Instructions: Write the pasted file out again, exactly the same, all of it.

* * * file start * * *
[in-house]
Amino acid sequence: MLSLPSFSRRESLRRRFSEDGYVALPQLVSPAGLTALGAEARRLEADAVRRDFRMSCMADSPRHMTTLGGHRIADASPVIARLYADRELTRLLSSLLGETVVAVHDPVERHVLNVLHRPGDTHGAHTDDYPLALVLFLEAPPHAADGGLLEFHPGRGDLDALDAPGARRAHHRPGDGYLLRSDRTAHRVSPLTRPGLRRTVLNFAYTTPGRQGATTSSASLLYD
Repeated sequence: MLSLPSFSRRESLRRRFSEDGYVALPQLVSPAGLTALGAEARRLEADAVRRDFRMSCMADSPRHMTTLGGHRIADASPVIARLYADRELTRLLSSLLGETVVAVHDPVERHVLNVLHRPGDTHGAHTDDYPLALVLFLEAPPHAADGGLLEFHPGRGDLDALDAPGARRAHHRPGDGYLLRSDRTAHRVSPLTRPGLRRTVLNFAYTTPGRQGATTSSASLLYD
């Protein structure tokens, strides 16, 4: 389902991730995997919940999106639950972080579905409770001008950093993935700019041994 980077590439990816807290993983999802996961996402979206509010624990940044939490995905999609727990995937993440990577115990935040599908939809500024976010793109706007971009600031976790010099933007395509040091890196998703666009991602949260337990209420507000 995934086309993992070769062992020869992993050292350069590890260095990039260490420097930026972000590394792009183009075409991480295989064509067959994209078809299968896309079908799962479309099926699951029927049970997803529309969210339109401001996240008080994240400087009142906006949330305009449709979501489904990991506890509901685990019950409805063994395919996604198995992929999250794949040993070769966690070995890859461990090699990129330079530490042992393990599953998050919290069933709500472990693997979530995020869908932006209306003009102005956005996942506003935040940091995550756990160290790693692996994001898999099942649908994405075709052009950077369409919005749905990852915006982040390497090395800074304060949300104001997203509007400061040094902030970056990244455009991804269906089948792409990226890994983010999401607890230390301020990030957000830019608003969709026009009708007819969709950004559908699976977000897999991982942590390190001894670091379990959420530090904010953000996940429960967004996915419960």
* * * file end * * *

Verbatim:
[in-house]
Amino acid sequence: MLSLPSFSRRESLRRRFSEDGYVALPQLVSPAGLTALGAEARRLEADAVRRDFRMSCMADSPRHMTTLGGHRIADASPVIARLYADRELTRLLSSLLGETVVAVHDPVERHVLNVLHRPGDTHGAHTDDYPLALVLFLEAPPHAADGGLLEFHPGRGDLDALDAPGARRAHHRPGDGYLLRSDRTAHRVSPLTRPGLRRTVLNFAYTTPGRQGATTSSASLLYD
Repeated sequence: MLSLPSFSRRESLRRRFSEDGYVALPQLVSPAGLTALGAEARRLEADAVRRDFRMSCMADSPRHMTTLGGHRIADASPVIARLYADRELTRLLSSLLGETVVAVHDPVERHVLNVLHRPGDTHGAHTDDYPLALVLFLEAPPHAADGGLLEFHPGRGDLDALDAPGARRAHHRPGDGYLLRSDRTAHRVSPLTRPGLRRTVLNFAYTTPGRQGATTSSASLLYD
């Protein structure tokens, strides 16, 4: 389902991730995997919940999106639950972080579905409770001008950093993935700019041994 980077590439990816807290993983999802996961996402979206509010624990940044939490995905999609727990995937993440990577115990935040599908939809500024976010793109706007971009600031976790010099933007395509040091890196998703666009991602949260337990209420507000 995934086309993992070769062992020869992993050292350069590890260095990039260490420097930026972000590394792009183009075409991480295989064509067959994209078809299968896309079908799962479309099926699951029927049970997803529309969210339109401001996240008080994240400087009142906006949330305009449709979501489904990991506890509901685990019950409805063994395919996604198995992929999250794949040993070769966690070995890859461990090699990129330079530490042992393990599953998050919290069933709500472990693997979530995020869908932006209306003009102005956005996942506003935040940091995550756990160290790693692996994001898999099942649908994405075709052009950077369409919005749905990852915006982040390497090395800074304060949300104001997203509007400061040094902030970056990244455009991804269906089948792409990226890994983010999401607890230390301020990030957000830019608003969709026009009708007819969709950004559908699976977000897999991982942590390190001894670091379990959420530090904010953000996940429960967004996915419960």